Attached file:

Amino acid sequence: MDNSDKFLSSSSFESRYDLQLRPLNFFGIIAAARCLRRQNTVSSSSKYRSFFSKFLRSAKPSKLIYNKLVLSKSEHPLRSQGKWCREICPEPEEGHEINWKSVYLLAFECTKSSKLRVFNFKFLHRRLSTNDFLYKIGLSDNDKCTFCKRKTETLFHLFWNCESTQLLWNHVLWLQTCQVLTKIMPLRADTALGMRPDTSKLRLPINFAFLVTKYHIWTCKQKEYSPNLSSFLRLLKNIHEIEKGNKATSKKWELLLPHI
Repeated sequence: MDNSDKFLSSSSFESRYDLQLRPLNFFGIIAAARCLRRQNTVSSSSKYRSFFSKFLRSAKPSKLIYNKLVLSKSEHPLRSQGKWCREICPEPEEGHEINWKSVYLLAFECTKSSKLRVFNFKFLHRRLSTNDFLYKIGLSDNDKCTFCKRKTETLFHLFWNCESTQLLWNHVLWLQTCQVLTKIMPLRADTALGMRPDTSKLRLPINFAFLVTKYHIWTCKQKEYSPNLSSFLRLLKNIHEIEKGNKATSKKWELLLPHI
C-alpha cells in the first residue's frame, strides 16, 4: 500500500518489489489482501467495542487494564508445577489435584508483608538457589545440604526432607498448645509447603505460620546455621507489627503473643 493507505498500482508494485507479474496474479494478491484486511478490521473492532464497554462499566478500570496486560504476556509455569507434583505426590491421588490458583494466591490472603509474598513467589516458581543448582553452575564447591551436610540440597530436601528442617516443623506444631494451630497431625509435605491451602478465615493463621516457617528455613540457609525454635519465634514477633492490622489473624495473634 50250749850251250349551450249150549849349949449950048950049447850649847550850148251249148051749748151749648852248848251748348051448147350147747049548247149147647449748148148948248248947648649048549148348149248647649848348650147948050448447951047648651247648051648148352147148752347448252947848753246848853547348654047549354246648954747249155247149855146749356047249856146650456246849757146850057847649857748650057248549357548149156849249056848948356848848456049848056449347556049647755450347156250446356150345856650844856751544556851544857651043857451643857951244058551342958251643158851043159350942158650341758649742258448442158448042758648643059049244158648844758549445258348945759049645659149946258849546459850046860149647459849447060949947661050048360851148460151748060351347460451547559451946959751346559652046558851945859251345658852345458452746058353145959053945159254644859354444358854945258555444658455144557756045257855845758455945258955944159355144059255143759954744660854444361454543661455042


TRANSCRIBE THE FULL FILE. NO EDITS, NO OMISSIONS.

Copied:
Amino acid sequence: MDNSDKFLSSSSFESRYDLQLRPLNFFGIIAAARCLRRQNTVSSSSKYRSFFSKFLRSAKPSKLIYNKLVLSKSEHPLRSQGKWCREICPEPEEGHEINWKSVYLLAFECTKSSKLRVFNFKFLHRRLSTNDFLYKIGLSDNDKCTFCKRKTETLFHLFWNCESTQLLWNHVLWLQTCQVLTKIMPLRADTALGMRPDTSKLRLPINFAFLVTKYHIWTCKQKEYSPNLSSFLRLLKNIHEIEKGNKATSKKWELLLPHI
Repeated sequence: MDNSDKFLSSSSFESRYDLQLRPLNFFGIIAAARCLRRQNTVSSSSKYRSFFSKFLRSAKPSKLIYNKLVLSKSEHPLRSQGKWCREICPEPEEGHEINWKSVYLLAFECTKSSKLRVFNFKFLHRRLSTNDFLYKIGLSDNDKCTFCKRKTETLFHLFWNCESTQLLWNHVLWLQTCQVLTKIMPLRADTALGMRPDTSKLRLPINFAFLVTKYHIWTCKQKEYSPNLSSFLRLLKNIHEIEKGNKATSKKWELLLPHI
C-alpha cells in the first residue's frame, strides 16, 4: 500500500518489489489482501467495542487494564508445577489435584508483608538457589545440604526432607498448645509447603505460620546455621507489627503473643 493507505498500482508494485507479474496474479494478491484486511478490521473492532464497554462499566478500570496486560504476556509455569507434583505426590491421588490458583494466591490472603509474598513467589516458581543448582553452575564447591551436610540440597530436601528442617516443623506444631494451630497431625509435605491451602478465615493463621516457617528455613540457609525454635519465634514477633492490622489473624495473634 50250749850251250349551450249150549849349949449950048950049447850649847550850148251249148051749748151749648852248848251748348051448147350147747049548247149147647449748148148948248248947648649048549148348149248647649848348650147948050448447951047648651247648051648148352147148752347448252947848753246848853547348654047549354246648954747249155247149855146749356047249856146650456246849757146850057847649857748650057248549357548149156849249056848948356848848456049848056449347556049647755450347156250446356150345856650844856751544556851544857651043857451643857951244058551342958251643158851043159350942158650341758649742258448442158448042758648643059049244158648844758549445258348945759049645659149946258849546459850046860149647459849447060949947661050048360851148460151748060351347460451547559451946959751346559652046558851945859251345658852345458452746058353145959053945159254644859354444358854945258555444658455144557756045257855845758455945258955944159355144059255143759954744660854444361454543661455042